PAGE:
And then there was a bus service in a European city that paid drivers a bonus for keeping to the schedule and conductors for not missing out on selling tickets to passengers. When the buses were crowded, the conductors had to make long stops to make sure that no passenger got off without a ticket; the buses got delayed. So there were quarrels between conductors and drivers. The management proposed eliminating the incentive payments, which both the drivers and the conductors opposed. It suggested that the incentive payments should be equally shared between the drivers and the conductors; neither would hear of it. Then it was discovered that the number of buses running at peak time exceeded the number of stops. So conductors were posted at bus stops instead of in the buses; that way, the delays caused by the need to issue tickets were eliminated.
When Busch beer was being introduced, Ackoff was asked to find out how it compared in taste with competing brands. In two separate tests, the Busch beer and four competing brands were selected, the labels were replaced by letters A to E, and tastings were held in hotels where guests were asked to rank them. To Ackoff’s surprise, the rankings from the two tests were quite different. Then he placed similarly lettered five brands into cases and gave them to regular beer drinkers to drink over a month and rank. The rankings were very different from those of the first test, and corresponded to the market shares of the brands.
In the 1970s, Ackoff got a UN assignment to help the government of Iran, which found its cigarette monopoly being subverted by smuggling of American cigarettes from Iraq. He worked out the costs and margins at each stage of import and distribution both for smuggled and legally marketed cigarettes, and not unexpectedly found that even though their prices were lower, smuggling of cigarettes was more profitable. He suggested to the government that it should use the same chain of import and distribution as the smugglers; if it did, its profits would be higher than the smugglers’ because it would not have to bribe policemen and customs officers.
Ackoff describes the corruption in Mexico which suggests that we still have some depths to plumb in India. When he was driving his minibus with American licence plates in Mexico City, two policemen stopped him and said he had exceeded the speed limit. He said there was no sign on the road to indicate the speed limit; the policemen said there was. Then one of the policemen asked him for his wallet, emptied it of all but a few pesos, and gave it back. He went home and warned his wife. Next day she took care to keep below the speed limit when she drove. But the policemen stopped her. When she said she was well below the speed limit, they told her the speed limit had been lowered the night before, and extracted a bribe from her anyway.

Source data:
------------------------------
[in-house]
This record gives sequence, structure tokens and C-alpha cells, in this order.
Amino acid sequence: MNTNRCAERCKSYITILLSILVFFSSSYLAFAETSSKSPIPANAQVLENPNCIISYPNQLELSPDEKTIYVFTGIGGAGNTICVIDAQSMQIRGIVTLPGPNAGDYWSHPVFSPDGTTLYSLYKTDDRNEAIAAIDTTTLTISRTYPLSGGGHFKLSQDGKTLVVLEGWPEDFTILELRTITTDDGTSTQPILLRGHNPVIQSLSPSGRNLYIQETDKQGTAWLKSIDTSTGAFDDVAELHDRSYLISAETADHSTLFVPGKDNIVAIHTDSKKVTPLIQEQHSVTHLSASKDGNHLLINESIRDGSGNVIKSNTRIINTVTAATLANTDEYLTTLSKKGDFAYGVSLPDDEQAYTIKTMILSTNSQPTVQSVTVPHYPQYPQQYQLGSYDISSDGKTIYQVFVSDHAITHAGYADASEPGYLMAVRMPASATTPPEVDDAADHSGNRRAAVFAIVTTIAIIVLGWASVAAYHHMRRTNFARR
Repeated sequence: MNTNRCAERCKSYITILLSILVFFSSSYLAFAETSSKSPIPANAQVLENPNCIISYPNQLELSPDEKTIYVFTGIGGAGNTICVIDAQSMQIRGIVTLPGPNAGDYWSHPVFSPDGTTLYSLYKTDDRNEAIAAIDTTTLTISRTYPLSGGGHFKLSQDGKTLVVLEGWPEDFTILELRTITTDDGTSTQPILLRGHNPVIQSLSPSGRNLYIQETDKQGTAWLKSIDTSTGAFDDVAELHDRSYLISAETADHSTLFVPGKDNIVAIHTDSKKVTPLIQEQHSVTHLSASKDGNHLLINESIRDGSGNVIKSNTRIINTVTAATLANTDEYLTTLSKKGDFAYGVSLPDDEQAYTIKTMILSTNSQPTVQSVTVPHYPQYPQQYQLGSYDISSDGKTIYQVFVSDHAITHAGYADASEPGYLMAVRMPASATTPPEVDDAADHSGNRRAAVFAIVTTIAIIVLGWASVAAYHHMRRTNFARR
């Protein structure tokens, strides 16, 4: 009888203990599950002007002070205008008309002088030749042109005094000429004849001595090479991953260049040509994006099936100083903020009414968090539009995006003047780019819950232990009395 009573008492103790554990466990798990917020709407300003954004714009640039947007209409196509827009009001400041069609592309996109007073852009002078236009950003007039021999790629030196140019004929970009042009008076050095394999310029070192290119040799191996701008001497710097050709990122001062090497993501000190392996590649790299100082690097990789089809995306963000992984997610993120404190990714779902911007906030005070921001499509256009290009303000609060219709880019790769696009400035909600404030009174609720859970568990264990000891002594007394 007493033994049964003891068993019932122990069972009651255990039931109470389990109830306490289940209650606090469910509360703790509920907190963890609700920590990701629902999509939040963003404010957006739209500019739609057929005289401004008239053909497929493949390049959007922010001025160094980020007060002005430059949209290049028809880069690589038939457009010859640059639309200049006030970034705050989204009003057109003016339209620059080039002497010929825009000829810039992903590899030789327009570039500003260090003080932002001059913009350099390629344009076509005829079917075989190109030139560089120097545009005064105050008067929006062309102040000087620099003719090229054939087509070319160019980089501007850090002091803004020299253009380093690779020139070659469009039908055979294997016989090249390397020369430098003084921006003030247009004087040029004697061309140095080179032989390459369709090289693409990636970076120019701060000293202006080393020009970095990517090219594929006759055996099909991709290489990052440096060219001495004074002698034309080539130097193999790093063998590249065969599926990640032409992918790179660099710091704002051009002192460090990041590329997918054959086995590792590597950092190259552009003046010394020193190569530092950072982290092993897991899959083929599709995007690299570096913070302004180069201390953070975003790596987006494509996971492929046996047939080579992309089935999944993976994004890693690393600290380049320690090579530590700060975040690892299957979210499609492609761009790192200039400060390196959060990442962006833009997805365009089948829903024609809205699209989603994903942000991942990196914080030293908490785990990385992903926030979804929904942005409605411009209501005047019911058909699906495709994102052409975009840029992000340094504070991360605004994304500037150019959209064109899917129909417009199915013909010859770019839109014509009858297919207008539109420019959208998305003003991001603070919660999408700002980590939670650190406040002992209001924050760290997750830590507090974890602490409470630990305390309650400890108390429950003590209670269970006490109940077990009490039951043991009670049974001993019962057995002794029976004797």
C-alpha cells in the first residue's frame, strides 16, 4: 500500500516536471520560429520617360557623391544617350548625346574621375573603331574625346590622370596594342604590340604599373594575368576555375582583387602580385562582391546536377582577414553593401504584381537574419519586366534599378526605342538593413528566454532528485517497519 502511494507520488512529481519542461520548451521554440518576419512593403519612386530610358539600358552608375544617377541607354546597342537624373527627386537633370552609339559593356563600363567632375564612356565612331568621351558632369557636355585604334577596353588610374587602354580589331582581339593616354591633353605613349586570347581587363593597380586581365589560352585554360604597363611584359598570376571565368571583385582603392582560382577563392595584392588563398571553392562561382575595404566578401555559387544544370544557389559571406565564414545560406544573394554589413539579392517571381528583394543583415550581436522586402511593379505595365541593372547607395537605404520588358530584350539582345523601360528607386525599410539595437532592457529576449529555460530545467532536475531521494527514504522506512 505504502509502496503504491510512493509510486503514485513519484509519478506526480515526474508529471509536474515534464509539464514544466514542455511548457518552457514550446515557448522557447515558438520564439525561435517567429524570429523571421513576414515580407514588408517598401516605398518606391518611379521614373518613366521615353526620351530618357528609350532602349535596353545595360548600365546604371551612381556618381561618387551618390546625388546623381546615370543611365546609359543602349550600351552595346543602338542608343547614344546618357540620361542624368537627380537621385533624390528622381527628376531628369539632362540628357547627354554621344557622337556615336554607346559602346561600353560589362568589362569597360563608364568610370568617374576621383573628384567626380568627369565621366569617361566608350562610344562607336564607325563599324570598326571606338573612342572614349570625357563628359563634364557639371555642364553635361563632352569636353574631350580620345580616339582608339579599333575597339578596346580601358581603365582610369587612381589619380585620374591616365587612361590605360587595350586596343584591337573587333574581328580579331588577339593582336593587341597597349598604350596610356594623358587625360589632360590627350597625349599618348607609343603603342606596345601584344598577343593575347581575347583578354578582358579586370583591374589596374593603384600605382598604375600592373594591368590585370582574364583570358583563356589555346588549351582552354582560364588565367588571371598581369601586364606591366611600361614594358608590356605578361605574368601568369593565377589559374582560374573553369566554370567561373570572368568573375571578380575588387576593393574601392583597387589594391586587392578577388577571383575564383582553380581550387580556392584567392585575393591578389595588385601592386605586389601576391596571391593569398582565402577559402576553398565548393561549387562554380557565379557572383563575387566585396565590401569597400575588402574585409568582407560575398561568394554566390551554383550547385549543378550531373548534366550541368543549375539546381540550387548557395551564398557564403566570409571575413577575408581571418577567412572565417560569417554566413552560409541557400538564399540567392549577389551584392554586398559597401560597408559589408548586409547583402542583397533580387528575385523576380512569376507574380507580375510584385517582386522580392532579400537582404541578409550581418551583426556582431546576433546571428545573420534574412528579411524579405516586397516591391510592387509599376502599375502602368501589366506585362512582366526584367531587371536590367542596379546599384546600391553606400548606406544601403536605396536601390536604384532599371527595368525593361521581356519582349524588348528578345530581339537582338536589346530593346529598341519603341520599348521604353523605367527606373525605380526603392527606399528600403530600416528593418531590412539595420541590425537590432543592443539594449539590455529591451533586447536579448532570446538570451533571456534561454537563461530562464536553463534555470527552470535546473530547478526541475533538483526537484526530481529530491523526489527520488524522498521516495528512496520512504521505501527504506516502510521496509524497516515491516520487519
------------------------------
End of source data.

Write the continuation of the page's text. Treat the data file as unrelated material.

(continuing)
But at least one country found him more than it could take. The officials of a small country complained about the constant conflict with its neighbours. He told them they should take their country somewhere else. When they said they could not leave everything behind, he said they could take the buildings with them. They said, what about our land? He told them it would be cheaper to move even if they took six inches of their topsoil. They said even the soil would not be enough; what mattered was their place in the world. He asked them how the place was determined; by its coordinates, they said. So he said a new set of coordinates could be developed which would enable them to move somewhere and keep the same coordinates. They did not think the location would still be the same. So he told them that the one characteristic of their location they were intent on preserving was that of being surrounded by their inimical neighbours; all other properties could be reproduced elsewhere. He notes the “intensity of their response.”